Thursday, February 18, 2016

The Power of DNA – Kendall Hulet at #RootsTech Luncheon

Part 3 of 3

Kendall Hulet is’s senior vice president of product management. He spoke at a Saturday luncheon titled “Things to Look Forward to on Ancestry in 2016.”

Ancestry sold a million DNA tests last year. This is good, because the larger the size of their DNA database, the more powerful things they can do. In 2015 they rolled out the product in the UK, Canada, and Australia. They are going to roll out a lot more countries in 2016.

Ethnicity estimates will improve. Ethnicity calculations are based on a group of people whose ethnicity is thought to be accurately known. Their trees go back four generations or more and all lines are from a particular place. This group of people—a reference panel—is growing from 3,000 to 9,000 people. As the panel gets bigger and Ancestry’s data gets better, their ethnicity estimates will improve. They may change what they report about your ethnicity. A larger database also allows them to divide ethnicity regions into smaller localities.

Ancestry is clustering people who share DNA. They can analyze the information from test subjects’ trees and ethnicity to see commonalities. They might be able to tell what geography the cluster originated from, or what religion they might believe in. “So imagine a time when we could actually tell John, ‘Based on your DNA, John, we think you are actually from Cork, Ireland.’ And he never even did a family tree.” That’s a direction that Ancestry is trying to go, but it’s going to take a while to develop.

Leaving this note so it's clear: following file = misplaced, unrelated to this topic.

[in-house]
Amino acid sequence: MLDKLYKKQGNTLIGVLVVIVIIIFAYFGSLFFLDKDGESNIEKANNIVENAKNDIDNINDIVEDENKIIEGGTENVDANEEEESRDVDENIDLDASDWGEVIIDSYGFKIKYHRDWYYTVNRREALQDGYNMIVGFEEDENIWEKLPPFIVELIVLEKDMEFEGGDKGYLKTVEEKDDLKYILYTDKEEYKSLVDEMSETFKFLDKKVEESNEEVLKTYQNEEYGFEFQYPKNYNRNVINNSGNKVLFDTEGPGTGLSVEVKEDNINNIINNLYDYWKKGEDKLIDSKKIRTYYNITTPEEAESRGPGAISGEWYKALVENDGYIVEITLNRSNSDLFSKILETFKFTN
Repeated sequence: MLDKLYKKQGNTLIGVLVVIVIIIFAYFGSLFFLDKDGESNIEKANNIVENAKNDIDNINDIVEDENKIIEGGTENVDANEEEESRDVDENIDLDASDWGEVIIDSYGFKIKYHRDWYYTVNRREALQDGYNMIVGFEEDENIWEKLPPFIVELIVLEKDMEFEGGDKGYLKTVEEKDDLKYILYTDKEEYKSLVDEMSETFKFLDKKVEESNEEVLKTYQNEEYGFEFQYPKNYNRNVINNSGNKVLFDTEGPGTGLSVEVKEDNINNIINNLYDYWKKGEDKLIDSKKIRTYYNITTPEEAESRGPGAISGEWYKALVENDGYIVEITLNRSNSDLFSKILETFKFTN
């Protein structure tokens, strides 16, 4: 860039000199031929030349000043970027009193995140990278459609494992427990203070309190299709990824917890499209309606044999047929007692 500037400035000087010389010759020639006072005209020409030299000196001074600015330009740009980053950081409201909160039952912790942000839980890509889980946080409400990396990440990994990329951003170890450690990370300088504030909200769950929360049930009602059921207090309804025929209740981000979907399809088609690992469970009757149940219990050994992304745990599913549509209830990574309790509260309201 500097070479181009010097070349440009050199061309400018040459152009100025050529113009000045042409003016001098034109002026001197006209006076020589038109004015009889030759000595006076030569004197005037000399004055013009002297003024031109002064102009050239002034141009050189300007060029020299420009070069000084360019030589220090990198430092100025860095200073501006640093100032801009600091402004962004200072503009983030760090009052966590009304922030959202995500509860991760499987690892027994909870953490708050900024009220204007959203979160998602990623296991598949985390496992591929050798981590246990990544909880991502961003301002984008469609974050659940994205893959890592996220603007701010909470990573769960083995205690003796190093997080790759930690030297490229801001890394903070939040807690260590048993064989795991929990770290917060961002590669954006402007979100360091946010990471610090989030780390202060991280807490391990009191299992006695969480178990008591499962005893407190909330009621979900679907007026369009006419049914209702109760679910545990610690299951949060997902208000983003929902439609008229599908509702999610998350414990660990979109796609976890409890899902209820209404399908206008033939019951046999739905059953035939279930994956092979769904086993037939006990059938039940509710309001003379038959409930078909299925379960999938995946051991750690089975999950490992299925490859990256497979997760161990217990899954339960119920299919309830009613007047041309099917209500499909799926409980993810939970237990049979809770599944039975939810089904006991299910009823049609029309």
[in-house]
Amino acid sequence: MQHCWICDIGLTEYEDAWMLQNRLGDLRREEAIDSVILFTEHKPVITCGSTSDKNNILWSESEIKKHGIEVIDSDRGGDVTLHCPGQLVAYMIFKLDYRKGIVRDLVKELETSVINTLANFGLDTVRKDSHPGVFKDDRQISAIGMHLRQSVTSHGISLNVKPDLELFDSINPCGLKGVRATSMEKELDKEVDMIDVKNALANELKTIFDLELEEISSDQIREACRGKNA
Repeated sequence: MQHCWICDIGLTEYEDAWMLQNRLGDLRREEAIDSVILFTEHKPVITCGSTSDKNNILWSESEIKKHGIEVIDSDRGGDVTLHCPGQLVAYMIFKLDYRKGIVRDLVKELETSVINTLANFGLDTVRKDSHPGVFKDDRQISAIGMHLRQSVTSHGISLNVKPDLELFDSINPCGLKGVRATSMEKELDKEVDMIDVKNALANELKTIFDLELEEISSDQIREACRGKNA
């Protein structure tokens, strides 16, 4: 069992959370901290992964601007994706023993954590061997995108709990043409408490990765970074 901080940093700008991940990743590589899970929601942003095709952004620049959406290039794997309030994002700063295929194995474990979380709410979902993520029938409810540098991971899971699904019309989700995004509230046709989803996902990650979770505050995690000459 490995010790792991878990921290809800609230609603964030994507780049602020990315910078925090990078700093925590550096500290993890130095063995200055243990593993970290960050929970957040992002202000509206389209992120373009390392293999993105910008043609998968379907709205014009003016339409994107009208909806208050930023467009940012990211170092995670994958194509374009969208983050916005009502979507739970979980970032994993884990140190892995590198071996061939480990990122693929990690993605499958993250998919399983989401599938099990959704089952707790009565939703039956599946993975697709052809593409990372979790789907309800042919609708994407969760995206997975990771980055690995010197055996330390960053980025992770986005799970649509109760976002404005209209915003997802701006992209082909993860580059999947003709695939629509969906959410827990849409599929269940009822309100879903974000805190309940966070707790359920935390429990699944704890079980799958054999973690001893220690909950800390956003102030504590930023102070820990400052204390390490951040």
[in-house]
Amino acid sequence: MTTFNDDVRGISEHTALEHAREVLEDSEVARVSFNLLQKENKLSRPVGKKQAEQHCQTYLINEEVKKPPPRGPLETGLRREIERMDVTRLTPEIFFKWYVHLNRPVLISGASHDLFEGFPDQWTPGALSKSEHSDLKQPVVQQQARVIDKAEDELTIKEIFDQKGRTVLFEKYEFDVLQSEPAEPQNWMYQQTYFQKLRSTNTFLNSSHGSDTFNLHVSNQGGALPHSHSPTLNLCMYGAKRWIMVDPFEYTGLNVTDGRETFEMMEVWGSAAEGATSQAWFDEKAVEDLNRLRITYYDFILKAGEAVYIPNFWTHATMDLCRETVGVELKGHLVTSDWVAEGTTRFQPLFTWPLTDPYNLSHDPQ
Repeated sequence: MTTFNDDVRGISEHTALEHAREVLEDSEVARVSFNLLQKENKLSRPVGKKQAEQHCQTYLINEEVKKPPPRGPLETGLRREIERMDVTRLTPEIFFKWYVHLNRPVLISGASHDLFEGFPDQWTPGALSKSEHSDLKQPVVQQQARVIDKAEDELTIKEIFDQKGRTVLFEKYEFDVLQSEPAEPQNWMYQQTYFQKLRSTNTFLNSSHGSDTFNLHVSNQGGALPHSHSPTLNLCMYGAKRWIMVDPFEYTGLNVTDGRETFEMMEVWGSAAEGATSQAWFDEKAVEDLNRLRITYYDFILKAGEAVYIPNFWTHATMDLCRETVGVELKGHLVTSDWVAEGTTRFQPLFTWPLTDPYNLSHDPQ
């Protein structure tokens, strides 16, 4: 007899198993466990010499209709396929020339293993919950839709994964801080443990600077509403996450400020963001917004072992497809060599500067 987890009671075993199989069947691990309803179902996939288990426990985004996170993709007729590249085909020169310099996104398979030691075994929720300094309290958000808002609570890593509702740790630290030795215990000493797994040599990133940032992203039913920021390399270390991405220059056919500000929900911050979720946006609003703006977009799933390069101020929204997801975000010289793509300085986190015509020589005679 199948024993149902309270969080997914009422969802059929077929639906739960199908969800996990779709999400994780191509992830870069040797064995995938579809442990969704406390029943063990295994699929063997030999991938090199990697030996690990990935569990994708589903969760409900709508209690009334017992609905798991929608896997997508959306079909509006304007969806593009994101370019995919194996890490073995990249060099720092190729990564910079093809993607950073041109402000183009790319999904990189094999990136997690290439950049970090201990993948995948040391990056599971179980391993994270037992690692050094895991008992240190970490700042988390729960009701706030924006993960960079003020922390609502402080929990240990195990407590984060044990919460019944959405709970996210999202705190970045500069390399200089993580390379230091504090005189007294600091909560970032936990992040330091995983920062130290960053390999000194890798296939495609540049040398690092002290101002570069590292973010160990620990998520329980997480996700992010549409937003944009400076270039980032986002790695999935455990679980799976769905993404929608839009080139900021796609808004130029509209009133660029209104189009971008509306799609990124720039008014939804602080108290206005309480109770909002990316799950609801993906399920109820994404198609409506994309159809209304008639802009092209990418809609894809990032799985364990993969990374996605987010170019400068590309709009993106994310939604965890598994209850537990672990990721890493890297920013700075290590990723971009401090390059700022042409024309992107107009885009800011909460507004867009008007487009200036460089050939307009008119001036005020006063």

Lorenzo and Elizabeth Jane (Russell) Day with unidentified childKendall closed by showing us his great-grandmother, Elizabeth Jane Russell, in New Ancestry. With the new ability to show events from other family members on the timeline, Kendall noticed that she had a daughter die on the 15th of July, a son die nine days later, and another die four days after that. In two weeks’ time she lost three of her children. Kendall researched and found there had been a diphtheria epidemic. Then he noticed the next event on her timeline. She gave birth just seven months later. That child lived only two days.

“This didn’t jump out at me at first,” Kendall said. “But for some reason seeing it this way, it jumped out at me differently. Now, my view of Elizabeth Jane Russell is very different. I think of her as this amazing heroine in my family tree. And the struggles she went through—what a strong, amazing, woman.”

It is true that her person page takes more scrolling now, but that can be a good thing.

There is a way to turn off the display of events from other family members for the times you don’t want them. At the top-right of the timeline, select Show and uncheck Family Events. Similarly, historical insights (or “hysterical insights,” as one person called them) can be shown or hidden.

Another New Ancestry tip is the display of the tools so easily available in the old Ancestry. In the upper-right corner, select Tools, and then Show Research Tools.

Kendall pointed out tutorials. There is a tutorials button that floats in the bottom-right corner of the person page. Select it to see a collection of training videos, all about a minute in length.

His last tip was directed at those who don’t like Life Story. Ancestry wanted to jump start the story of your ancestor. What they present isn’t fixed in stone. It’s easy to edit. “But if you don’t like that tab, …just don’t go to [it]. … It’s an easy answer. Select the Facts tab; it will stay sticky.”


  1. >With the new ability to show events from other family members on the timeline, Kendall noticed . . . .

    Let me guess, he was too busy picking out that wonderfully rich and vibrant shade of brown?

  2. When will the new AncestryDNA ethnicity estimate updates be released to the public?


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